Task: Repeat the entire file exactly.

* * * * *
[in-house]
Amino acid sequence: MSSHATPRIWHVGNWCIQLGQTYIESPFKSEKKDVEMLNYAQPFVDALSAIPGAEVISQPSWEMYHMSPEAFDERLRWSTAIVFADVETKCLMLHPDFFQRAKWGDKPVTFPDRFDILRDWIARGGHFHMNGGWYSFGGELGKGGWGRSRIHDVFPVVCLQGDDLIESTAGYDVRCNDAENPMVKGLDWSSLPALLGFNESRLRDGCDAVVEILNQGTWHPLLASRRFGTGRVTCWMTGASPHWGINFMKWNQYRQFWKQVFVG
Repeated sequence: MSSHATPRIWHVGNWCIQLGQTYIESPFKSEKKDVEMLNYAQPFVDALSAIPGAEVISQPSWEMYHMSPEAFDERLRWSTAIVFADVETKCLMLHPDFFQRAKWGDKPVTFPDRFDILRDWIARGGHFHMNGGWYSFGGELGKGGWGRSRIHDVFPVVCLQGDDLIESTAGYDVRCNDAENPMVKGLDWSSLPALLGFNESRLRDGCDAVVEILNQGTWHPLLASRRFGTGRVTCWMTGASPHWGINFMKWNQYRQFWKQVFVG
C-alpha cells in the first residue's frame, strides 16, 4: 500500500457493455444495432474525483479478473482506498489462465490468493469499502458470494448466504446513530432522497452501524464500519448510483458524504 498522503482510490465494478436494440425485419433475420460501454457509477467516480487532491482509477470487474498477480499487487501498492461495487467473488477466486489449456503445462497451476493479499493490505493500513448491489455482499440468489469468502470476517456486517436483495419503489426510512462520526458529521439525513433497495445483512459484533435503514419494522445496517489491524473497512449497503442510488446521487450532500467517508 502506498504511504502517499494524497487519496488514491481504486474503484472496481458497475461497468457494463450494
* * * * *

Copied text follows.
[in-house]
Amino acid sequence: MSSHATPRIWHVGNWCIQLGQTYIESPFKSEKKDVEMLNYAQPFVDALSAIPGAEVISQPSWEMYHMSPEAFDERLRWSTAIVFADVETKCLMLHPDFFQRAKWGDKPVTFPDRFDILRDWIARGGHFHMNGGWYSFGGELGKGGWGRSRIHDVFPVVCLQGDDLIESTAGYDVRCNDAENPMVKGLDWSSLPALLGFNESRLRDGCDAVVEILNQGTWHPLLASRRFGTGRVTCWMTGASPHWGINFMKWNQYRQFWKQVFVG
Repeated sequence: MSSHATPRIWHVGNWCIQLGQTYIESPFKSEKKDVEMLNYAQPFVDALSAIPGAEVISQPSWEMYHMSPEAFDERLRWSTAIVFADVETKCLMLHPDFFQRAKWGDKPVTFPDRFDILRDWIARGGHFHMNGGWYSFGGELGKGGWGRSRIHDVFPVVCLQGDDLIESTAGYDVRCNDAENPMVKGLDWSSLPALLGFNESRLRDGCDAVVEILNQGTWHPLLASRRFGTGRVTCWMTGASPHWGINFMKWNQYRQFWKQVFVG
C-alpha cells in the first residue's frame, strides 16, 4: 500500500457493455444495432474525483479478473482506498489462465490468493469499502458470494448466504446513530432522497452501524464500519448510483458524504 498522503482510490465494478436494440425485419433475420460501454457509477467516480487532491482509477470487474498477480499487487501498492461495487467473488477466486489449456503445462497451476493479499493490505493500513448491489455482499440468489469468502470476517456486517436483495419503489426510512462520526458529521439525513433497495445483512459484533435503514419494522445496517489491524473497512449497503442510488446521487450532500467517508 502506498504511504502517499494524497487519496488514491481504486474503484472496481458497475461497468457494463450494